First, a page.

Road Signs and Their Interpretation || highway signs
The second most important item you’ll need to pay attention to when driving, after the other cars on the road with you, is road signs. This is especially true for drivers who are new to the vast open road. The most crucial driving abilities are usually defensive ones.
The sheer number of highway signs utilised can be scary to a novice motorist, even if those of us who have been driving for some time have worked out and learnt what all the signs we see imply.
Even though you may have previously studied about them in your driver’s education classes, I doubt you will be able to remember all of the signs you need to memorise.
We’ve taken it upon ourselves to compile a list of them all for your convenience. For those who wish to learn more about them, we’ll also include a thorough explanation of what they imply.
The significance of road signs
Let’s quickly recap the significance of each traffic sign before we examine each one in detail. Why must we first go over each one of them?
All road users should heed the warnings provided by road signs to safeguard their safety from potential driving dangers and circumstances. They also aid in controlling the movement of other road users, such as bicycles and pedestrians, as well as traffic among cars. Even animals are acceptable here.
Are you interested in learning who decides to post these custom metal signs? Each local government in the state will first hire an engineer. The engineer will then investigate the proposed site for the sign and determine if it would be helpful there. The local authority must approve the sign when the research is finished and the need for it has been shown. So, yes, hanging those signs is not that easy.
Different highways and traffic signals have distinct functions. Let’s review them all and learn them all over again!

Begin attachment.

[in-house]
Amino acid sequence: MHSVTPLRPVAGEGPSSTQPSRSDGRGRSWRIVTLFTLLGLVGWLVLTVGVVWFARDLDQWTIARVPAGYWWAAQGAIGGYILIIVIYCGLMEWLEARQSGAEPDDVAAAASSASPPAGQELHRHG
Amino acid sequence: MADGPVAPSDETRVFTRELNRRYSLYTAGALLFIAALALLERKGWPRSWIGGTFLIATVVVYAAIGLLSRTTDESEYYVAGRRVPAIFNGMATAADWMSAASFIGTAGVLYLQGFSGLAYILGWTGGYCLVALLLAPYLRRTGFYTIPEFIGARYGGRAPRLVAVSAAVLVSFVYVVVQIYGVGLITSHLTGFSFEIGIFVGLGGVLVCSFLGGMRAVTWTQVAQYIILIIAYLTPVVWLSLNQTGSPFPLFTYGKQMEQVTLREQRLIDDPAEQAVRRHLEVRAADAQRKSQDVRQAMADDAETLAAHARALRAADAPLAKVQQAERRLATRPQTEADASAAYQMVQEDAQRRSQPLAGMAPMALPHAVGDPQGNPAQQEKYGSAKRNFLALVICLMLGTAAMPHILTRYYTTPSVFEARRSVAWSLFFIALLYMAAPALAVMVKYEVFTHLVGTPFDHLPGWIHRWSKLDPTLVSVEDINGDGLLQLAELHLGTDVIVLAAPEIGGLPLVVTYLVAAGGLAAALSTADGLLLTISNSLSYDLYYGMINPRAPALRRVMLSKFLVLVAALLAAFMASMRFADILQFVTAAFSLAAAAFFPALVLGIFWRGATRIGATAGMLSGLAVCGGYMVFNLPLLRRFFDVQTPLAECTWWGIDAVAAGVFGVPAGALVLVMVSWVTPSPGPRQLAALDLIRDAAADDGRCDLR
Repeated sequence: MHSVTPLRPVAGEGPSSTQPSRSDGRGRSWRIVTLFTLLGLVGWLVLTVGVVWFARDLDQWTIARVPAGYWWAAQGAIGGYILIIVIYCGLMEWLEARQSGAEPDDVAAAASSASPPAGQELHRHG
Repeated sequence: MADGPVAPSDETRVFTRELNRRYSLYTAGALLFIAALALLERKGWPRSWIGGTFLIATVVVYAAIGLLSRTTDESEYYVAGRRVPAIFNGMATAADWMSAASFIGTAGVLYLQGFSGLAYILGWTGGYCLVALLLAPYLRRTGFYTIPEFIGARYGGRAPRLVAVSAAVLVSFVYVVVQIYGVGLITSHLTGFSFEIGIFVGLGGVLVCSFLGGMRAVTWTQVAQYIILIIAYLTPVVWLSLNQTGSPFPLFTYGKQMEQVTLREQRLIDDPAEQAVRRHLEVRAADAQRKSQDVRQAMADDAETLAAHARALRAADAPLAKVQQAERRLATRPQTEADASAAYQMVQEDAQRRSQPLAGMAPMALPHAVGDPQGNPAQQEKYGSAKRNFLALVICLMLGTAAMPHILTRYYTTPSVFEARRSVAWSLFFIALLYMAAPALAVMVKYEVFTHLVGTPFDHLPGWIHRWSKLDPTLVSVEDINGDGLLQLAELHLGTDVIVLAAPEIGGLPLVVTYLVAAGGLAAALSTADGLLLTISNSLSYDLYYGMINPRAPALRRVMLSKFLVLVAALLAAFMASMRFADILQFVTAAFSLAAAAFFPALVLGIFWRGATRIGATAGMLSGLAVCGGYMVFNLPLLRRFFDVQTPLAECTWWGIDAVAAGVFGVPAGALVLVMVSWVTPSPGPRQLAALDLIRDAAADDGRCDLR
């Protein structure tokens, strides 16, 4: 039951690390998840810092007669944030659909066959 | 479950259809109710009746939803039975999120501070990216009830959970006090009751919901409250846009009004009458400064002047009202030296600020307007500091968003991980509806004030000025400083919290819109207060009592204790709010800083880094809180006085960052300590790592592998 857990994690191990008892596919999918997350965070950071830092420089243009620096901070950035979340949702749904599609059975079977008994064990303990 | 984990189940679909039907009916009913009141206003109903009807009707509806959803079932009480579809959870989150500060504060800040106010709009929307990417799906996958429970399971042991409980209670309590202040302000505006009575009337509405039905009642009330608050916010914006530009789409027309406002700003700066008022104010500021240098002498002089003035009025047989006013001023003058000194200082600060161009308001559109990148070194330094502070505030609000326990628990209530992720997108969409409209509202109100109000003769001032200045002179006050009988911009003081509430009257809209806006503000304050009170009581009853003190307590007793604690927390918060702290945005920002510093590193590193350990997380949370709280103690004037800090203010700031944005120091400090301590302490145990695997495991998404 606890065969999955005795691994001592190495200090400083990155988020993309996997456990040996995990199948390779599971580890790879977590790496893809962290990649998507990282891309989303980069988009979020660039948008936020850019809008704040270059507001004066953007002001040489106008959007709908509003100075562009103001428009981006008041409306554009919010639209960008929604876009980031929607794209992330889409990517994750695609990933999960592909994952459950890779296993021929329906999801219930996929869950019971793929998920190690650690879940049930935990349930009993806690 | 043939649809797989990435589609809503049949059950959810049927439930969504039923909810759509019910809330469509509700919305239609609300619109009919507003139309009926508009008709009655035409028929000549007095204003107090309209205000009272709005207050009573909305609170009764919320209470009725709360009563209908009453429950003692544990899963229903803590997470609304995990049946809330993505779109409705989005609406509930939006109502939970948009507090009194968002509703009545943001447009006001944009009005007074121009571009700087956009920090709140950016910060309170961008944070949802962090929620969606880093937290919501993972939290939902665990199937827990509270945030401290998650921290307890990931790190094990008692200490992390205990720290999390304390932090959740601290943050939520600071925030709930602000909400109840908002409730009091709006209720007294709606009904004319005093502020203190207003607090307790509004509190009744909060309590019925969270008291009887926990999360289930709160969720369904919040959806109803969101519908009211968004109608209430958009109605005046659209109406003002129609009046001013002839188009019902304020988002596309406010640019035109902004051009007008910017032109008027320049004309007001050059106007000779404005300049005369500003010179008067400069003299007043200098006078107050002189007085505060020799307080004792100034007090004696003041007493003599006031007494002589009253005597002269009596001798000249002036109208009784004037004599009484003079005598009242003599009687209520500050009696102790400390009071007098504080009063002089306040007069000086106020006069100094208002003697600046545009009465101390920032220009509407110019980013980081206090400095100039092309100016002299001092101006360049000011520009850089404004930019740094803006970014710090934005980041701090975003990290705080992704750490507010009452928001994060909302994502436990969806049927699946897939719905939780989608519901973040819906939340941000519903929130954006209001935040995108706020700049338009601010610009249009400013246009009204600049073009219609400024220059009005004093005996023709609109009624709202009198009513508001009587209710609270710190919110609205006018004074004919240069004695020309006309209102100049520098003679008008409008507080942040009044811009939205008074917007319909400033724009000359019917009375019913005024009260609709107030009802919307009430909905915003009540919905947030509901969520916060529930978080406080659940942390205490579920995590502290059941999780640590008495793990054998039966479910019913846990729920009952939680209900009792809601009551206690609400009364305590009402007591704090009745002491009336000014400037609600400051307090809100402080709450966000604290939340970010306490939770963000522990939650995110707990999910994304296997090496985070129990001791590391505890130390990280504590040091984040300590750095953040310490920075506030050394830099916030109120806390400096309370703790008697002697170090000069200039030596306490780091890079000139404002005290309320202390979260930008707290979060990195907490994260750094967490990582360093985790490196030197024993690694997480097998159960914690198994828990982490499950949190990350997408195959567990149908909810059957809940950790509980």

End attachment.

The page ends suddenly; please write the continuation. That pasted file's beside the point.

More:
Colours on Road Signs and What They Mean
There is a certain hue assigned to each road sign. You can know what a road sign is about just by its hue. During your written driving test, you can be questioned about the following colours:
Red – Situations, where you must stop or yield, are indicated by signs that are red in hue. Red is obviously used for stop signs and yield signs, but it may also be used for other signals like do not enter and the wrong way. No u-turn, no turn on red, and occasionally no parking signs are other instances of red-coloured traffic signs.
Green – Directional signs are green traffic signs. The names of streets, exit signs, mile markers, and signs displaying directions to a specific city or the distance to a particular location all utilise this hue.
Blue – Regulatory signs are not those that are blue in hue. Instead, they highlight travel-related services. These signs are typically located on motorways and highways, pointing drivers in the direction of locations like rest stops, tourist attractions, hospitals, hotels, petrol stations, restaurants, campgrounds, picnic spots, and other facilities that drivers frequently utilise.
Yellow – Yellow traffic signs serve as generic warnings of impending dangers or shifting road conditions. A tiny bridge, a railroad crossing, a no-passing zone, curves in the road, a merging point, a pedestrian crossing, a dead end, an uneven surface, a concealed cross street, or any other number of possible dangers, for instance, may be indicated by road signs in the colour yellow.
Road Sign Forms and Their Meanings
Similar to how various road sign colours may be used to indicate their meaning, a road sign’s form can also be used to do so. These are some common road sign shapes and their definitions:
Octagon – A stop sign will always be shown on a traffic sign that is shaped like an octagon. When this sign is present at a junction, come to a complete stop. Prior to using the crossing, stop at the designated stop line, or bring your car into the junction. If there are any other cars or people on your route, let them go.
Equilateral Triangle – For yield signs, this type of sign is utilised. Give way to traffic. Let cars that are in your path pass by slowing down. If necessary, pause before continuing. If a pedestrian is in the crosswalk or about to enter it, wait until they have crossed the street before moving on.